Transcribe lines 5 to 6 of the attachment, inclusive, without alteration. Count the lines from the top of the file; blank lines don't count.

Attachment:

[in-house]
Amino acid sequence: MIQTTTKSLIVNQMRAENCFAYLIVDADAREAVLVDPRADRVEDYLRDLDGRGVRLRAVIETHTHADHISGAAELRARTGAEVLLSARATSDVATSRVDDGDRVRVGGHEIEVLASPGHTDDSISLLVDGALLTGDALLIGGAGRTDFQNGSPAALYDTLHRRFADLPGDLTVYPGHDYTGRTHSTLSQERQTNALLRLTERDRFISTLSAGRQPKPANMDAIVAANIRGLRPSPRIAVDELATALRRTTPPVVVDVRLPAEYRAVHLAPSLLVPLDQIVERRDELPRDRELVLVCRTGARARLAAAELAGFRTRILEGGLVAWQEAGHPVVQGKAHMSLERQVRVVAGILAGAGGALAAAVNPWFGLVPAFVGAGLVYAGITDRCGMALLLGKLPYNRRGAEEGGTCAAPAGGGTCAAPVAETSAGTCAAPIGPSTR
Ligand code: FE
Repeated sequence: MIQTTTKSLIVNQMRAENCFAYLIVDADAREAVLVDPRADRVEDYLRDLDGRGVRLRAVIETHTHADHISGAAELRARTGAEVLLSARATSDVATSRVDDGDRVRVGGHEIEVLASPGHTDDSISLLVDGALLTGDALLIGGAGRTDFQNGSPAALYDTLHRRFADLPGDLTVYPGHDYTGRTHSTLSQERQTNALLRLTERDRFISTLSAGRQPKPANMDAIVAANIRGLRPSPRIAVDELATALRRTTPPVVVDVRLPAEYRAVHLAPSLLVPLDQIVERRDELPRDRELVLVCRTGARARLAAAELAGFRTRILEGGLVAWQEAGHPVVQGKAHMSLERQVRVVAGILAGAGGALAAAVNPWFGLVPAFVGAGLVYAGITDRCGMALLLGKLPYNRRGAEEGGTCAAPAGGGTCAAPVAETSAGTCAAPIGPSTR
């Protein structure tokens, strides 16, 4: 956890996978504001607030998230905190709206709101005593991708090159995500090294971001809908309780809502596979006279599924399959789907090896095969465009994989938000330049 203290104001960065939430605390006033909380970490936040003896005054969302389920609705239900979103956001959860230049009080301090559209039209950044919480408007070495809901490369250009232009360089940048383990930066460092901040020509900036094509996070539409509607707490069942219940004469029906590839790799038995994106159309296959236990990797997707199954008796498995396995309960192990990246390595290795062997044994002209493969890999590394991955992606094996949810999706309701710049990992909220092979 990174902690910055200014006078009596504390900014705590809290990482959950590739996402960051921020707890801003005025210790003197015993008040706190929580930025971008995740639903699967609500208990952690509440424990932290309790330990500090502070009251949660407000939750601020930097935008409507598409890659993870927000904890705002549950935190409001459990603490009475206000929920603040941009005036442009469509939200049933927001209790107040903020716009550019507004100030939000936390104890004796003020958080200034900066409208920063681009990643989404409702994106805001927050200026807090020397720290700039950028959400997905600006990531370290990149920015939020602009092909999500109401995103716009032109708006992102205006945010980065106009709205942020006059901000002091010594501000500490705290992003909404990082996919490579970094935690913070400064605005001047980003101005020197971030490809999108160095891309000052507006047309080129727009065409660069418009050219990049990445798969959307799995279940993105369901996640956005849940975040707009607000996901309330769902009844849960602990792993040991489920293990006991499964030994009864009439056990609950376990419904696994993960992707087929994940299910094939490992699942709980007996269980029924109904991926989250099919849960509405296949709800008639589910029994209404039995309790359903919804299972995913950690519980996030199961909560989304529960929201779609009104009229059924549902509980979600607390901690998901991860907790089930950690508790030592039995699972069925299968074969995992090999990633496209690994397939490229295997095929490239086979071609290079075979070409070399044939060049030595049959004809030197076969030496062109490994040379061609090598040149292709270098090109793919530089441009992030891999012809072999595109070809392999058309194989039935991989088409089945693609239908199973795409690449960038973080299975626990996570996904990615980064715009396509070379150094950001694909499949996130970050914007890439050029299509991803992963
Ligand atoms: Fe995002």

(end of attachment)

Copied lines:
């Protein structure tokens, strides 16, 4: 956890996978504001607030998230905190709206709101005593991708090159995500090294971001809908309780809502596979006279599924399959789907090896095969465009994989938000330049 203290104001960065939430605390006033909380970490936040003896005054969302389920609705239900979103956001959860230049009080301090559209039209950044919480408007070495809901490369250009232009360089940048383990930066460092901040020509900036094509996070539409509607707490069942219940004469029906590839790799038995994106159309296959236990990797997707199954008796498995396995309960192990990246390595290795062997044994002209493969890999590394991955992606094996949810999706309701710049990992909220092979 990174902690910055200014006078009596504390900014705590809290990482959950590739996402960051921020707890801003005025210790003197015993008040706190929580930025971008995740639903699967609500208990952690509440424990932290309790330990500090502070009251949660407000939750601020930097935008409507598409890659993870927000904890705002549950935190409001459990603490009475206000929920603040941009005036442009469509939200049933927001209790107040903020716009550019507004100030939000936390104890004796003020958080200034900066409208920063681009990643989404409702994106805001927050200026807090020397720290700039950028959400997905600006990531370290990149920015939020602009092909999500109401995103716009032109708006992102205006945010980065106009709205942020006059901000002091010594501000500490705290992003909404990082996919490579970094935690913070400064605005001047980003101005020197971030490809999108160095891309000052507006047309080129727009065409660069418009050219990049990445798969959307799995279940993105369901996640956005849940975040707009607000996901309330769902009844849960602990792993040991489920293990006991499964030994009864009439056990609950376990419904696994993960992707087929994940299910094939490992699942709980007996269980029924109904991926989250099919849960509405296949709800008639589910029994209404039995309790359903919804299972995913950690519980996030199961909560989304529960929201779609009104009229059924549902509980979600607390901690998901991860907790089930950690508790030592039995699972069925299968074969995992090999990633496209690994397939490229295997095929490239086979071609290079075979070409070399044939060049030595049959004809030197076969030496062109490994040379061609090598040149292709270098090109793919530089441009992030891999012809072999595109070809392999058309194989039935991989088409089945693609239908199973795409690449960038973080299975626990996570996904990615980064715009396509070379150094950001694909499949996130970050914007890439050029299509991803992963
Ligand atoms: Fe995002």